Defenders of the Confederate flag, swastikas, and other symbols say that images don't hurt people; people hurt people...
Last week, many of us were intrigued by the news snippets covering the South Carolina legislature's heated debate around removing the confederate flag from the state capitol grounds. While many of us have waited for South Carolina to join the 21st century and remove the flag, there were serious defenders of the flag within the legislature and in many northern cities. The arguments ranged from supporting the flag because it is a symbol of state's rights to Southern pride. (Note: if you're really looking for a symbol of state's rights, why not fly the flag of a state college or board of education? There is no greater symbol of state control than education.) Ultimately, many argued that flags don't hurt people; people hurt people.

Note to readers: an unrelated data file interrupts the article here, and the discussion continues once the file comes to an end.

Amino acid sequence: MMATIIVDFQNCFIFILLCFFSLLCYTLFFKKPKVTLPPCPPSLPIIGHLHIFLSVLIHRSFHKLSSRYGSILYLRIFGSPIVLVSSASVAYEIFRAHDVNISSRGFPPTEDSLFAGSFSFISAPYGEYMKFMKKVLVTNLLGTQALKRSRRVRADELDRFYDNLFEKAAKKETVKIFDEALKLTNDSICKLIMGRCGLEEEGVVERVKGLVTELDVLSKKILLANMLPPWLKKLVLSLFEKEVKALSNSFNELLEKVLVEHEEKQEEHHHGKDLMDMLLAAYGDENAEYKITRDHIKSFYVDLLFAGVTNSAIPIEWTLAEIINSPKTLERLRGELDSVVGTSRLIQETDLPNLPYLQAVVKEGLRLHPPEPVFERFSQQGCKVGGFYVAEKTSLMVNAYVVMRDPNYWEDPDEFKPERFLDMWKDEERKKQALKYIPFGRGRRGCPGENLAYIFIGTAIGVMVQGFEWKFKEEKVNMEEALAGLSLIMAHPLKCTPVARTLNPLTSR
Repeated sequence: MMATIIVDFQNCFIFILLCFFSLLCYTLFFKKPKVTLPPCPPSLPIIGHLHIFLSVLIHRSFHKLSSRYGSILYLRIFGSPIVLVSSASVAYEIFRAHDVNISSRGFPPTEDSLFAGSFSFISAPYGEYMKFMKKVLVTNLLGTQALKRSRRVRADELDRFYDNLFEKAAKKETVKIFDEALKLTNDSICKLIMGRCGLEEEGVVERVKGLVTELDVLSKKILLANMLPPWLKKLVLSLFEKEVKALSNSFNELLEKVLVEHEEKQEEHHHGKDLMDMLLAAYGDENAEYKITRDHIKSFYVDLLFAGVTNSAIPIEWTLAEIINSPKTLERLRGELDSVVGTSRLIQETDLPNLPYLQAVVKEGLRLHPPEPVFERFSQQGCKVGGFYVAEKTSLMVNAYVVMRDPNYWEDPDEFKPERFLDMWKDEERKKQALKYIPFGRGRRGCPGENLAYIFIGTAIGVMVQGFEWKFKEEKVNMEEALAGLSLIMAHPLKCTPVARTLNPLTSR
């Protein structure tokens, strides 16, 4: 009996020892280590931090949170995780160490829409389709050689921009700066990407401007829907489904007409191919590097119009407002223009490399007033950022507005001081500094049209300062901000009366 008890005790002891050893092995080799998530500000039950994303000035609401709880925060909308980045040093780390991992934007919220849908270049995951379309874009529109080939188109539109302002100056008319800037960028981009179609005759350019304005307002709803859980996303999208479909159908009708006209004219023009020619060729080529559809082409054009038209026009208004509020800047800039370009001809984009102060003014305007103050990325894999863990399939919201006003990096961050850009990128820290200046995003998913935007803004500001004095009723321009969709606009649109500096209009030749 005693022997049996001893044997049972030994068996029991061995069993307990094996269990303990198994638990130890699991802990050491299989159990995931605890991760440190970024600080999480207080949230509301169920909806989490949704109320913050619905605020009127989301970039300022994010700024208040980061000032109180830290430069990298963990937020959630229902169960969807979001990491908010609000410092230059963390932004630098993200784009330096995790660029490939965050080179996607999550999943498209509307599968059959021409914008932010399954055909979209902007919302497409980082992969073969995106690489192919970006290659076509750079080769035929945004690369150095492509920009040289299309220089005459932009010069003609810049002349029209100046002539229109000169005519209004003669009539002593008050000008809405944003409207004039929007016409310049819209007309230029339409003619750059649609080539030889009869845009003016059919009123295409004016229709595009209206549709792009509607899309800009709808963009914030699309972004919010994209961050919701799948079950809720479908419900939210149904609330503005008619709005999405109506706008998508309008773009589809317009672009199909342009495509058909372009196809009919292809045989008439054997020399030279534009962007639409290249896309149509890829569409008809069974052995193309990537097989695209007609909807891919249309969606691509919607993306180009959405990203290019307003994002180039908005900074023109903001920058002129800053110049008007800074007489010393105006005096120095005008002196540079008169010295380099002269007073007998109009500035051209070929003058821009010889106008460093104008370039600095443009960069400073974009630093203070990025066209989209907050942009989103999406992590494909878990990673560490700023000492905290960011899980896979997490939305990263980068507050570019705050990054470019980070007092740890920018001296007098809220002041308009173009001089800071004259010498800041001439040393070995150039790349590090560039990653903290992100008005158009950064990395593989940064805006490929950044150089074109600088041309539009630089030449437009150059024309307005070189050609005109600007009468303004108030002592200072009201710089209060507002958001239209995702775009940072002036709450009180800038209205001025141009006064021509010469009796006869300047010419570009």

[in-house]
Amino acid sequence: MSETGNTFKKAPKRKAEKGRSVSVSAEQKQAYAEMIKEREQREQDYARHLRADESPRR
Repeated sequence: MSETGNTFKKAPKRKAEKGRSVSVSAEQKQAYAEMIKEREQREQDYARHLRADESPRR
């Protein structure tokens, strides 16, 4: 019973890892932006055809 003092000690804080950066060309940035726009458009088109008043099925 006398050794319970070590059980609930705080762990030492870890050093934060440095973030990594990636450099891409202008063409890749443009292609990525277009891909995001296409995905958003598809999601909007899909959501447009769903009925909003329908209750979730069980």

And, over the weekend, a non-profit organization flew swastikas over Lido beach in Long Island in an effort to reclaim the symbol as one of peace rather than one of Nazi hatred. Click here
to see the story.
What are your thoughts about the removal of the Confederate flag? Is it censorship or justice to prohibit the displaying of images that might be hurtful to some but a source of pride for others?
As usual, I look forward to hearing from you (and you know that I will respond).